Toronto mayor says he's getting professional help
TORONTO (AP) — Toronto Mayor Rob Ford announced Thursday he's getting help from health care professionals but again refused to step aside over his drug use and drinking. He also threatened to take legal actions against former staffers who spoke to police about his behavior and denied making sexual advances toward a female staffer.
Ford, who has been under pressure to resign since admitting last week to smoking crack, used a typical mix of contriteness and angry defiance during several public appearances Thursday. At a City Council session, outraged councilors turned their backs on the mayor each time he spoke and again called on him to step aside.
Ford said at a news conference that he didn't want to comment on the particulars of the health care support he's receiving and asked for privacy for his family.
With his wife at his side, Ford also apologized for using coarse language to deny allegations that he once told a female staffer he wanted to have oral sex with her.
Ford said he was pushed "over the line" by newly released court documents that included allegations against him involving cocaine, escorts and prostitution. He called the allegations "100 per cent lies."
He said his integrity as a father and husband had been attacked, prompting him to "see red."
"I acted on complete impulse in my remarks," Ford said.
Hours earlier, Ford had drawn gasps from shocked reporters with his choice of words as he addressed the allegations about the oral sex remarks.
"I've never said that in my life to her, I would never do that," Ford said on live television.
The father of two school-age children said is "happily married" and used crude language to say he gets enough satisfaction at home.
Ford also said he would take legal action against his former chief of staff, Mark Towhey and two other aides over their interviews with police that were detailed in court documents released Wednesday. Ford did not specify what the aides might have said that was untrue. He also said he would take action against a waiter who said he believed Ford and a woman were snorting cocaine in a private room at a restaurant.
"I have to take legal action against the waiter who said I was doing lines," he said. "Outright lies, that is not true."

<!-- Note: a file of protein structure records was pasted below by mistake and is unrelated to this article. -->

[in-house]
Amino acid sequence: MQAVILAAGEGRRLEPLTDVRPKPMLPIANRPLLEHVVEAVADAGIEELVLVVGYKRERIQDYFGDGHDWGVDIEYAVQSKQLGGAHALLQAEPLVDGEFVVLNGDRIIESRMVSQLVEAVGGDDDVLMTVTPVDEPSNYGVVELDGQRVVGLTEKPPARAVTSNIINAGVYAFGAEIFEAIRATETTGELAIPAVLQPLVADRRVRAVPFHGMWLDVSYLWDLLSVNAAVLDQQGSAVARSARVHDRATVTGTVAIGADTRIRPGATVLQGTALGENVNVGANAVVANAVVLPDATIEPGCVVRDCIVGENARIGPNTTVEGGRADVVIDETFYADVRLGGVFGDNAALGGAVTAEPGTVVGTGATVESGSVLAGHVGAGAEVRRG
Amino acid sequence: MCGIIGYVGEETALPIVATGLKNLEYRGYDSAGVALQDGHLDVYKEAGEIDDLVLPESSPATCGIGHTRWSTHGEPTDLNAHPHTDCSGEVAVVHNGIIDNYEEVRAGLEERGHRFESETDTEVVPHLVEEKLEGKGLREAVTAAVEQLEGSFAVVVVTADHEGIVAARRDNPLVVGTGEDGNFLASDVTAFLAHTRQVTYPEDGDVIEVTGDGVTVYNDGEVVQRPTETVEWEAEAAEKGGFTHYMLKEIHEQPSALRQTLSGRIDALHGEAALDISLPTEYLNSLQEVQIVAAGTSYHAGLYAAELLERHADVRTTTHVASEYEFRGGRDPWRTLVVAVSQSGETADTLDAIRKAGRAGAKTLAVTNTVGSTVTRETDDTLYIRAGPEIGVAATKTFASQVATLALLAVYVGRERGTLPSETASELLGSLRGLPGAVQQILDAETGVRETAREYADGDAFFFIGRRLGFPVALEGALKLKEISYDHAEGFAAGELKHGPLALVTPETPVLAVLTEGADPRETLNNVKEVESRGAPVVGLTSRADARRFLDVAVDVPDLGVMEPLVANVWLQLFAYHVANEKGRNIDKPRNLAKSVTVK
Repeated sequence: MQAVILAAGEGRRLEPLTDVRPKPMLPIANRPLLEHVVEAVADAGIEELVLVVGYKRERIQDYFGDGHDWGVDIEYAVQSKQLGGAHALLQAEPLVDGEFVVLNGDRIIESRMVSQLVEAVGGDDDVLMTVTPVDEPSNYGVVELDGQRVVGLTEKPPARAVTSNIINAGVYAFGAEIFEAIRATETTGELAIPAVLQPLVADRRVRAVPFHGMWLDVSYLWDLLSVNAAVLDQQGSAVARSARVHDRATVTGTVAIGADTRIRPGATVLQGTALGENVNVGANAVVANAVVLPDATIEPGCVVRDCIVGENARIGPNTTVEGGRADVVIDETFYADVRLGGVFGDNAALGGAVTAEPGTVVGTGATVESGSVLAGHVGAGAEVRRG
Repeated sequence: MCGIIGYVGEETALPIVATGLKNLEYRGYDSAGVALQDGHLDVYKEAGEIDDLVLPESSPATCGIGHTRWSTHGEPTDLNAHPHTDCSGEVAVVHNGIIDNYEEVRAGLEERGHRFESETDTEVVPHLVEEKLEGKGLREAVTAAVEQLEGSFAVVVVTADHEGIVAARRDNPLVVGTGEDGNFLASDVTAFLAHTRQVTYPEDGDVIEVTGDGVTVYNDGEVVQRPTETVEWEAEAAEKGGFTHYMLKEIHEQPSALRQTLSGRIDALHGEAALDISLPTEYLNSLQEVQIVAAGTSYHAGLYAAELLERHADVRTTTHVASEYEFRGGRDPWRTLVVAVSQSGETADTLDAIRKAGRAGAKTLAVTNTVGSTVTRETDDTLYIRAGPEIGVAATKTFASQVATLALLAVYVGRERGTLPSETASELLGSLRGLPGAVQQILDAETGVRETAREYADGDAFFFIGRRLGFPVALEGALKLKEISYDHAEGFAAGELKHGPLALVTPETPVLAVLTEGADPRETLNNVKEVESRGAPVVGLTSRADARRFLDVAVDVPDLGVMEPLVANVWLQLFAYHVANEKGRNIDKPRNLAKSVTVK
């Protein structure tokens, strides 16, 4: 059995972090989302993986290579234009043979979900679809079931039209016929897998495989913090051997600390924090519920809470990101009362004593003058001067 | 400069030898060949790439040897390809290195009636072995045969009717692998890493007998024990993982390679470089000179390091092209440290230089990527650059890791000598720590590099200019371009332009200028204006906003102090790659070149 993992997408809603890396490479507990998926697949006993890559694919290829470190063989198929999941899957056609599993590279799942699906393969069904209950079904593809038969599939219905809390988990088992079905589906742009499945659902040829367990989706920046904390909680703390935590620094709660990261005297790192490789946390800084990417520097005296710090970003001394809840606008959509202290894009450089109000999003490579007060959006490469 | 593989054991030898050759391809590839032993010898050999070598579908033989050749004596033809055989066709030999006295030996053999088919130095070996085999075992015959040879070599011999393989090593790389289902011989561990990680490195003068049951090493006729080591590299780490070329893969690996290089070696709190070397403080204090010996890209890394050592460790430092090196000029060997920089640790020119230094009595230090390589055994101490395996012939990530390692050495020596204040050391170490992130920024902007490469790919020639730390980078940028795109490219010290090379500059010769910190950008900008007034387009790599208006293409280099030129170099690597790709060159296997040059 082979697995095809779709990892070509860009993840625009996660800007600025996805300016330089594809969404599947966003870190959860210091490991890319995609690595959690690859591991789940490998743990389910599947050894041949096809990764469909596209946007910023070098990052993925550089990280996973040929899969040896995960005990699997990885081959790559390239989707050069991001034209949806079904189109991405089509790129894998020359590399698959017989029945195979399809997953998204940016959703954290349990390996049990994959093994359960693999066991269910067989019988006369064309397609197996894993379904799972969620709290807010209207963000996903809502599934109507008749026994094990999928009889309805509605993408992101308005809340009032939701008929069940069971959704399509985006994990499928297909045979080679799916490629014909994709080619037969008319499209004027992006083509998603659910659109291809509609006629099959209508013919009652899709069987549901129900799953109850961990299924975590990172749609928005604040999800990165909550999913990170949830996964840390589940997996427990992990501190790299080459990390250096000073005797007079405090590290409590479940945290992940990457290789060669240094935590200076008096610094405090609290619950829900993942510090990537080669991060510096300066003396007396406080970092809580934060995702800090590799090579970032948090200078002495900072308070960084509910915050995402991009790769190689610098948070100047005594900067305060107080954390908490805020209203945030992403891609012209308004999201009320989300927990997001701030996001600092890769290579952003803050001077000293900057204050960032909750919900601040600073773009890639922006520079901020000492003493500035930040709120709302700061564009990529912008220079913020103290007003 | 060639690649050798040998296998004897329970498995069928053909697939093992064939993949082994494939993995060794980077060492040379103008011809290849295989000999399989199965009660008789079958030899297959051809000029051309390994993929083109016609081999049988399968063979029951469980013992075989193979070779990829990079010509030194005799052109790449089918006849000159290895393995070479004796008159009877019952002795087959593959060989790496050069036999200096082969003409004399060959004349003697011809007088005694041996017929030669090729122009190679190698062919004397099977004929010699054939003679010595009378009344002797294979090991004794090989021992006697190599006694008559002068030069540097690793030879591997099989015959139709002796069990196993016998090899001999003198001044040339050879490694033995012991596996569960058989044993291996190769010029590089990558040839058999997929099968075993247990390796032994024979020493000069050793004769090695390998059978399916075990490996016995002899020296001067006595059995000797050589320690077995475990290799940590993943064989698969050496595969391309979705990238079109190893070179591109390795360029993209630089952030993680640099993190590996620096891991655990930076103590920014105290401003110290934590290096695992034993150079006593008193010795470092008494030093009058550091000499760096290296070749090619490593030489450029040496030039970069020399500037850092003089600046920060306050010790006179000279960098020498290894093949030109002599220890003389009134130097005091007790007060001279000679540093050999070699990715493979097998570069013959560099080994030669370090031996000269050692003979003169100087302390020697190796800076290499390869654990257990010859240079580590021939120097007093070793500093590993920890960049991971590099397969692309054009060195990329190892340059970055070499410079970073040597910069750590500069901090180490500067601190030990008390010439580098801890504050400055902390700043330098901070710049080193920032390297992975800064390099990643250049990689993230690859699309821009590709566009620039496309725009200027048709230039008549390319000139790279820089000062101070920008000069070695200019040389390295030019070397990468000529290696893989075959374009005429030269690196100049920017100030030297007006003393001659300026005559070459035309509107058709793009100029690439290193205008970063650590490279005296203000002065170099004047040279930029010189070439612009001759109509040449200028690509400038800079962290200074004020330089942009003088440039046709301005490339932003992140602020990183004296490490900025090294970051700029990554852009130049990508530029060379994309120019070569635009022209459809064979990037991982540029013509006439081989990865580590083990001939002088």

The conservative Ford, 44, was elected in 2010 on a wave of discontent from Toronto's outer suburbs over what voters considered wasteful spending and elitist, downtown-centric politics at City Hall. But his term has been consumed by revelations of bad behavior, from the crack smoking to threatening to kill someone in a videotaped, incoherent rant.
The court documents released Wednesday are part of a drug case against Ford's friend and occasional driver. Police interviews with Ford's ex-staffers revealed their concerns about his drug use and drunk driving, with one staffer alleging another staffer saw Ford "impaired, driving very fast," and frightening the female staffer who was in the car with him
In another incident, Ford was described by a former staff member as being "very inebriated, verbally abusive and inappropriate with" a female staff member on St. Patrick's Day. Another former staffer reported seeing the mayor drunk in his office about 15 to 20 times in the year he worked for him.
Ford acknowledged to reporters that he might have consumed alcohol while driving in the past. But he immediately went on the defense.
"I'm not perfect. Maybe you are but I'm not, OK?" he told journalists. "I know none of you guys have ever had a drink and got behind the wheel."
Later, many of Toronto's 44-member City Council turned their backs as the mayor spoke about city affairs. An ardent football fan, Ford wore a Toronto Argonauts football jersey and cowboy boots at the session, prompting a protest from the team.
"These latest remarks, while wearing our team's jersey, are particularly disappointing," the team said in a statement.
Ford later wore a suit and tie at the news conference where he apologized for his crudeness.
The council voted overwhelmingly Wednesday to ask Ford to take a leave of absence, but the motion was non-binding because the council lacks the authority to force the mayor from office unless he is convicted of a crime. The council is set to consider another motion Friday to strip Ford of some of his powers.
"This is one of the most stubborn pig-headed people I think we have ever seen. He seems to have no self-awareness, no core of moral character. It is stunning, it is stunning" Councilor Janet Davis said.
Ontario Premier Kathleen Wynne said Thursday that the provincial government would be willing to step in and approve legislation to remove the mayor, but only if the council voted unanimously to seek that step and parties in the provincial legislature supported it.
"The things that we are hearing and seeing about Mayor Rob Ford are truly disturbing," Wynne said. But she added, the last thing "this terrible situation needs is an overlay of partisan politics."
City Councilor Denzil Minnan-Wong had considered introducing a motion asking the province to intervene but decided against it because of lack of support from councilors who feared setting a dangerous precedent.